This question is motivated by some issue raised by David Speyer in this question.

Let $R$ be a ring. Let $K_0(R)$ and $G_0(R)$ be the Grothendieck groups of f.g. projective modules and f.g. modules over $R$, respectively (you just kill all relations generated by short exact sequences). There is a natural map, called the *Cartan homomorphism* (see Serre's "Linear reps of finite groups", Chapter 15) $$c: K_0(R) \to G_0(R)$$ given by forgetting a module is projective.

In general, $c$ needs not be injective nor surjective. For non-surjectivity, take $R$ to be a local ring, then $K_0(R)=\mathbb Z$ but $G_0(R)$ can be huge (in particular, if $R$ is normal, $\mathbb Z\oplus \text{Cl}(R)$ is a quotient of $G_0(R)$). Examples of non-injectivity can be found by taking $R$ to be some group rings, as the Cartan matrix is not always invertible, see for example Section 4 of this paper by Martin Lorenz . But I don't know any commutative example of non-injectivity.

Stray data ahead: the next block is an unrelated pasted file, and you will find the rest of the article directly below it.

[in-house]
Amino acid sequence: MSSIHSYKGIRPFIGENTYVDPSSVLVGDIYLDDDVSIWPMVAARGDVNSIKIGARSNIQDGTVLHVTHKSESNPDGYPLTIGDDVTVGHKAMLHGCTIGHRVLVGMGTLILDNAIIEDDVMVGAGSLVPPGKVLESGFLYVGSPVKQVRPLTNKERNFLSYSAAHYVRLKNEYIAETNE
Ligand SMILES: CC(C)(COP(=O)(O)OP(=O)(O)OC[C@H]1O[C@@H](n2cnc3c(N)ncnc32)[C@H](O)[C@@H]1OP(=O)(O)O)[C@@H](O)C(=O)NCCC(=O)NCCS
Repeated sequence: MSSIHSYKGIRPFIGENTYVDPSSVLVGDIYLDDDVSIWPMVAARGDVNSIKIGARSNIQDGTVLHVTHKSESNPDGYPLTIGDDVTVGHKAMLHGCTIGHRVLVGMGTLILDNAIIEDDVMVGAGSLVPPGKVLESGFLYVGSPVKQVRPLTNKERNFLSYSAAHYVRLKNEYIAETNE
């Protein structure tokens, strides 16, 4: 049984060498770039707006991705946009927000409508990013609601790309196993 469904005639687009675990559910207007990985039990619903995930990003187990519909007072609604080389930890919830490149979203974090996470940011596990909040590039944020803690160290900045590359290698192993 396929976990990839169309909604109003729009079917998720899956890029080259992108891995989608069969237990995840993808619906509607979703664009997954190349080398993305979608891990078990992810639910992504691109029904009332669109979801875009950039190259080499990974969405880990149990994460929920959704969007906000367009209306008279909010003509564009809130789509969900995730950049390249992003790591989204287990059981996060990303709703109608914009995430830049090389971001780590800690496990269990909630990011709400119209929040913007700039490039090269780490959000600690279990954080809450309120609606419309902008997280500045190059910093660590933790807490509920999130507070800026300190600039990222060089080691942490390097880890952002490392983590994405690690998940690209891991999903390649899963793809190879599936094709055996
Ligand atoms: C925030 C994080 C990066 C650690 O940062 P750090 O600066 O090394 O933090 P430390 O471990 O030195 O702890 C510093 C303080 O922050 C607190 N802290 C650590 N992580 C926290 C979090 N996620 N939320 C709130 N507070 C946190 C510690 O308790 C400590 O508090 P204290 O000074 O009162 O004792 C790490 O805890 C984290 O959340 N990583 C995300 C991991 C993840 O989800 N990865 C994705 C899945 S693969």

*Is $c$ always injective if $R$ is commutative? How about if $R$ is commutative and Noetherian?*

(If this is true, one can prove the original question quoted above with the assumption $G_0(R)=\mathbb Z$)